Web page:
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Difficult client? Sue the bastard!

judge with gavel
A Greek Apple authorised Service Provider has taken a client to court because he complained online about their service. According to the company, the client slandered their good name and they are seeking € 200 000 (about $ 267 000) in damages. Now I do not know who was right or wrong in this case, but from a Public Relations point of view the company (System Graph) made an enormous mistake. For example: imagine you live in Greece and you contemplate buying an Apple computer from them. Enter "System Graph Apple" in Google and this story is right there on the front page. Would that influence your purchase decision? I think it would. More importantly, the story is over the entire internet, where the customer is generally perceived as the underdog and the company as being 'evil'. This will have a longer term impact since something on the internet doesn't disappear easily. But let's look at this from a larger perspective:

How a stupid mistake makes great Public Relations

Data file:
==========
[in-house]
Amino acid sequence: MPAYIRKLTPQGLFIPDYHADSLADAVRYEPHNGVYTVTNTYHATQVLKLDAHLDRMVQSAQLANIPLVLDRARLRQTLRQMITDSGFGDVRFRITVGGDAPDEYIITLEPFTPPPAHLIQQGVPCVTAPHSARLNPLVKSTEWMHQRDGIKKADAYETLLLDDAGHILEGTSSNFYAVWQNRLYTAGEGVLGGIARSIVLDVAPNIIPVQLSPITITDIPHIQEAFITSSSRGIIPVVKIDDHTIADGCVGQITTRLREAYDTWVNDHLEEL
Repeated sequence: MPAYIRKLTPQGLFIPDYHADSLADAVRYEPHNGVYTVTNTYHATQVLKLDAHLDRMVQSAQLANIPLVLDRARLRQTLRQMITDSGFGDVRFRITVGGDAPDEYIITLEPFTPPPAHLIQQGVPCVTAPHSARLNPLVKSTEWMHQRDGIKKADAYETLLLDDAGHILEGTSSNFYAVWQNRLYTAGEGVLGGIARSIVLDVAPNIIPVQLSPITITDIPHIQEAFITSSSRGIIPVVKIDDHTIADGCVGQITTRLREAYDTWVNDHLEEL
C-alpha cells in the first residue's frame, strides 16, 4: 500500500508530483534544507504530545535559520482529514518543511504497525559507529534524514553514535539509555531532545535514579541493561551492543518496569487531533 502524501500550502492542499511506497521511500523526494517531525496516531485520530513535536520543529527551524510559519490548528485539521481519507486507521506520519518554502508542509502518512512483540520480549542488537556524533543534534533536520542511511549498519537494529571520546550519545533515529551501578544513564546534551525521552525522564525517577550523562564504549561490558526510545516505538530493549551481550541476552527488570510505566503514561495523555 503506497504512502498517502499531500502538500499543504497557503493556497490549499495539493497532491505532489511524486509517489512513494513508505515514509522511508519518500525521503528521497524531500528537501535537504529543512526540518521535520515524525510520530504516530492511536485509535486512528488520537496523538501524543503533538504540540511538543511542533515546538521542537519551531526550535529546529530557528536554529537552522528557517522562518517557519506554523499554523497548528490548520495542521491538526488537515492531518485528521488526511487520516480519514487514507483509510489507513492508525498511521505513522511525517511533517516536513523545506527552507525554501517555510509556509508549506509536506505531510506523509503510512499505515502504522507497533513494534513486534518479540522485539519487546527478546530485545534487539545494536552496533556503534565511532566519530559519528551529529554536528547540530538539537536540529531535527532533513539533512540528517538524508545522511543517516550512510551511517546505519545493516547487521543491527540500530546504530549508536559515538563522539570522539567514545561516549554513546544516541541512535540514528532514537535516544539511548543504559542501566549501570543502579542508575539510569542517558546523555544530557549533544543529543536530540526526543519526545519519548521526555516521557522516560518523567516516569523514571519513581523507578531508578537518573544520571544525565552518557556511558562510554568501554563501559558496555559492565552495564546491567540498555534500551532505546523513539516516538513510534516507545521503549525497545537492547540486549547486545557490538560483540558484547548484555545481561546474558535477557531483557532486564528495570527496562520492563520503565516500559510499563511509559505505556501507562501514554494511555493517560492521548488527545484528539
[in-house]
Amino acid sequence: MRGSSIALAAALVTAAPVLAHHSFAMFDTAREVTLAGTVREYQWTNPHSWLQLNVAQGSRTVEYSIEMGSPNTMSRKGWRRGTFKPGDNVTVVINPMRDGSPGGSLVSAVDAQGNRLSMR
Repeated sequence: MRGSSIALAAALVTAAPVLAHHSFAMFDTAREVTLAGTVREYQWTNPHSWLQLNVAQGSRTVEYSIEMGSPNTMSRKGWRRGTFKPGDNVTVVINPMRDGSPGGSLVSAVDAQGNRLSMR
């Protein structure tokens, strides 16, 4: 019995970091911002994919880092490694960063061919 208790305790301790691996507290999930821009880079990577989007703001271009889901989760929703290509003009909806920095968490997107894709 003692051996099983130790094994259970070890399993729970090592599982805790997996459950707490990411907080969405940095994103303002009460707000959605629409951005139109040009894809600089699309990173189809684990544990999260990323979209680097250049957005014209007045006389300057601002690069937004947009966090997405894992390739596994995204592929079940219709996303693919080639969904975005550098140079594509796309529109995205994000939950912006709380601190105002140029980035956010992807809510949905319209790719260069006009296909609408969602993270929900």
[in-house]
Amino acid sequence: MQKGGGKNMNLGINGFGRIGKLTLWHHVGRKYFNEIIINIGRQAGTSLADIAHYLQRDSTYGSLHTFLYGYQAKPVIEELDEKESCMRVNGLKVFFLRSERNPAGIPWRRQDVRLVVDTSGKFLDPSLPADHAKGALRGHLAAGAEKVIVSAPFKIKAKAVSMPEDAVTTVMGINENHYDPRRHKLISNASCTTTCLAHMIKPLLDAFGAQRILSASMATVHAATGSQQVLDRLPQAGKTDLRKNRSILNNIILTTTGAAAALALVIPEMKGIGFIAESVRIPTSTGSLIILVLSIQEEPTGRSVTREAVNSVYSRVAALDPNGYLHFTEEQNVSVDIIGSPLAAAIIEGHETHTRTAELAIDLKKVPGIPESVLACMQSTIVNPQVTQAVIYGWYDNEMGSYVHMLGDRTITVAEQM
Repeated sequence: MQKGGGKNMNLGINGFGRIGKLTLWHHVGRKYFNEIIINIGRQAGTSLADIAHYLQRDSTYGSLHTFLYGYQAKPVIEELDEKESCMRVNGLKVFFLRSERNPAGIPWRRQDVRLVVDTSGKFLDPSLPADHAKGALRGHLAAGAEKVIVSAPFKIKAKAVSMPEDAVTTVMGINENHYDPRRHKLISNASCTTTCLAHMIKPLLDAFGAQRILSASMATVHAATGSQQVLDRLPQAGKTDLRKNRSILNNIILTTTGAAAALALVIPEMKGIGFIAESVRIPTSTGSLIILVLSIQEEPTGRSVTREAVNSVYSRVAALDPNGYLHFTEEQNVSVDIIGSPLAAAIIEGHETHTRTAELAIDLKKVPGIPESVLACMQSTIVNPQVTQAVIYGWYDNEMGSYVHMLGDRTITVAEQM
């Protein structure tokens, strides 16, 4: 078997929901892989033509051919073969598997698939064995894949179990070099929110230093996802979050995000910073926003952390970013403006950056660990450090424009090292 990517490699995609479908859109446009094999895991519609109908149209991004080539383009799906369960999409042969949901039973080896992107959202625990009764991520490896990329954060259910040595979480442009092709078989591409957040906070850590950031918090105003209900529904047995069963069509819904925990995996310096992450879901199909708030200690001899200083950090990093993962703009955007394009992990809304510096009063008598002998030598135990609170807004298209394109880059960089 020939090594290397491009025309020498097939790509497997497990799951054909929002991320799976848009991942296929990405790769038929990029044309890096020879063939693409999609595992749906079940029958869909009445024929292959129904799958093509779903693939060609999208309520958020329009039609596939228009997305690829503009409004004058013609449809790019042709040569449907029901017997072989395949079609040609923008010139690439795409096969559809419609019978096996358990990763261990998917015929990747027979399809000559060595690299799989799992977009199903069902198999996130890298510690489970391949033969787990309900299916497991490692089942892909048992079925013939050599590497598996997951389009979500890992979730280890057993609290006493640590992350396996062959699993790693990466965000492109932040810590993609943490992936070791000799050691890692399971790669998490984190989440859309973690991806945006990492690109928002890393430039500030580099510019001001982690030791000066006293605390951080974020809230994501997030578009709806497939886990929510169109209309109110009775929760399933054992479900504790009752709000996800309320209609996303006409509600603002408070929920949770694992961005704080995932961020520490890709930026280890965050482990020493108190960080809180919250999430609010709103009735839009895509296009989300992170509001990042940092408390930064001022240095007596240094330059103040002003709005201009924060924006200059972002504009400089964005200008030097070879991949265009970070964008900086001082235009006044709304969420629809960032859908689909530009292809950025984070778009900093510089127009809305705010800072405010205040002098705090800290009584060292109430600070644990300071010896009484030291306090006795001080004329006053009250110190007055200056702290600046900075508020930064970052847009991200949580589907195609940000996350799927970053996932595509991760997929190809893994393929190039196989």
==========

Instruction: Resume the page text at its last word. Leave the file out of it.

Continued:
venice crowne plaza hotel
I have never been to Venice (at least, not yet...) and I'd never heard of the Crowne Plaza hotel there. Not until now that is. And the fact that I am now aware of it is a good example of how online communication has a profound effect on Public Relations. Somebody in their organisation made a silly mistake. A mistake that has huge (financial) consequences for the hotel, very negative on the first impression, but possibly great consequences in the long run. Read on to see how and what:

Public Relations 101 - customer service

call centreWhen you want to buy a new product or service, you usually do some research first. The more expensive the product, or the longer term the service, the more research you are likely to do. This "research" is of course influenced by various factors, many of which are of a psychological nature. And not all are rational. But it does usually involve one thing: you consult people you trust that have either first-hand experience with the product, service and the company or are considered an "authority" on the subject. The main element however is that you trust these people.